Some highlights of the 57th World Health Assembly
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Global strategy on diet, physical activity and health
The adoption of a global strategy on diet, physical activity and health was one of the highlights of this year’s World Health Assembly. The strategy addresses two of the major risk factors responsible for the heavy and growing burden of noncommunicable disease, emphasizing the need to limit the intake of certain fats, sugars and salt, and increase consumption of fruit and vegetables, and levels of physical activity.
WHA57.17 [pdf 94kb] | Press release | Global strategy on diet, physical activity and health
Reproductive and sexual ill-health accounts for 20% of the global burden of ill-health for women, and 14% for men. Demonstrating a unified commitment to improve this situation, the World Health Assembly adopted WHO's first global strategy on reproductive health. The strategy targets five priority areas including antenatal care, family planning, and sexually transmitted infections.
WHA57.12 [pdf 16kb] | Press release | Reproductive health
The World Health Assembly welcomed the Director-General's "3 by 5" strategy to support developing countries in their response to HIV/AIDS, by increasing access to prevention, care and treatment and securing access to antiretroviral treatment for three million people living with HIV/AIDS by the end of 2005. The Health Assembly also urged the Director-General to improve the access of developing countries to antiretroviral medicines and other products used in the diagnosis, treatment and care of HIV/AIDS. Photo: WHO/Eric Miller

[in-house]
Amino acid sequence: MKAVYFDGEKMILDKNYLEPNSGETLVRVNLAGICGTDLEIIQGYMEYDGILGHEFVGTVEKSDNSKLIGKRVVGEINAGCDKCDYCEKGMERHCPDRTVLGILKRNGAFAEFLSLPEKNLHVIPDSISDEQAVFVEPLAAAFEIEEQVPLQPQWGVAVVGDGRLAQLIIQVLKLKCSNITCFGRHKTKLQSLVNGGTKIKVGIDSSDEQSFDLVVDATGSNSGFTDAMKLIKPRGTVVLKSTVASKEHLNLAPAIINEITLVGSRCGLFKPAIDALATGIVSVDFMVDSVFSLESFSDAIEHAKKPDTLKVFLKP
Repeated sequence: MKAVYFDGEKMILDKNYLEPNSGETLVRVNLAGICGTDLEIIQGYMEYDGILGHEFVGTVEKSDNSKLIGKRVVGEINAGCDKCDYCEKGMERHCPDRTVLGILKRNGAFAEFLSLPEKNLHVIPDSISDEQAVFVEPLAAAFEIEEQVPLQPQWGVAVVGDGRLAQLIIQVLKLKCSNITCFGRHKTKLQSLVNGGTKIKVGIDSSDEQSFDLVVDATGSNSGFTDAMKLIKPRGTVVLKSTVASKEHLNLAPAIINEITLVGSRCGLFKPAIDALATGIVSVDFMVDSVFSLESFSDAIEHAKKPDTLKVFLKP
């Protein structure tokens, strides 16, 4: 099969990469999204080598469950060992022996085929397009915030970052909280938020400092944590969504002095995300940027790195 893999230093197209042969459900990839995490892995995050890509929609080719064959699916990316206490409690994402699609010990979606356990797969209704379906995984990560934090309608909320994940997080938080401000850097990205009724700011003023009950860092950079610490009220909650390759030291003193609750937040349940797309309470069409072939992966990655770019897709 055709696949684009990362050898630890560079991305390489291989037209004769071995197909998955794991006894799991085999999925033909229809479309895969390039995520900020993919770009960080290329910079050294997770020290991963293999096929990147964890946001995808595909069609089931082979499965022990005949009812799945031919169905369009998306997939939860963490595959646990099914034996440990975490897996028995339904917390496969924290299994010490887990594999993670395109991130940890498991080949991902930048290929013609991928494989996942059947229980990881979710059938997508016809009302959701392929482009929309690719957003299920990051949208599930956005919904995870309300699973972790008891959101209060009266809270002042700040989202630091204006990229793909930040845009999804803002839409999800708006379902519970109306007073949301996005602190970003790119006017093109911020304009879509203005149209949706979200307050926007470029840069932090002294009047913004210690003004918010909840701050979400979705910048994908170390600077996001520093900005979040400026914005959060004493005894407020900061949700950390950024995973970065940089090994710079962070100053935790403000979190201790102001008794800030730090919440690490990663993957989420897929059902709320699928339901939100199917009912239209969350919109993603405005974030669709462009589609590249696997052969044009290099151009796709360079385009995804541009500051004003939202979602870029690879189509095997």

WHA57.14 [pdf 24kb] | HIV/AIDS | 3 by 5
Another highlight of this year's World Health Assembly was the unanimous adoption of a resolution on road safety and health. The resolution, the first on this topic to be adopted by the body since 1974, seeks to address the lack of safety on the world's roads, responsible for 1.2 million deaths and as many as 50 million injuries annually. The resolution follows the widely celebrated World Health Day 2004, dedicated to road safety.
WHA57.10 [pdf 20kb] | World Health Day 2004: road safety
Surveillance and control of Buruli ulcer
Mycobacterium ulcerans disease, or Buruli ulcer, is a poorly understood disease that affects the skin, causing deforming ulcers that can lead to serious disabilities. By adopting a resolution on increasing surveillance and control of Buruli ulcer, the World Health Assembly called for intensified research to develop tools to diagnose, treat and prevent the disease.
WHA57.1 [pdf 16kb] | Buruli ulcer | Buruli ulcer fact sheet
Eradication of guinea-worm disease
Dracunculiasis, or guinea-worm disease, is a painful and disabling parasitic disease found in poor, rural communities lacking access to safe water. The number of cases has decreased dramatically over the last two decades. In a bid to finally eradicate guinea-worm disease, the World Health Assembly adopted a resolution urging endemic countries to intensify eradication efforts, and calling on the global community to continue its cooperation and commitment for these efforts. Photo: A.Poyo
WHA57.9 [pdf 12kb] | Dracunculiasis
In his speech to the World Health Assembly, Mr Jimmy Carter, former President of the United States of America, stressed the importance of access to treatment for people with mental illnesses. The message was reinforced during a technical briefing on mental health and substance abuse by former First Lady Rosalynn Carter, who urged ministers and delegates to implement an earlier resolution (WHA55.10) aimed at improving people's mental health.
Speech | WHA55.10 [pdf 83kb] | Mental health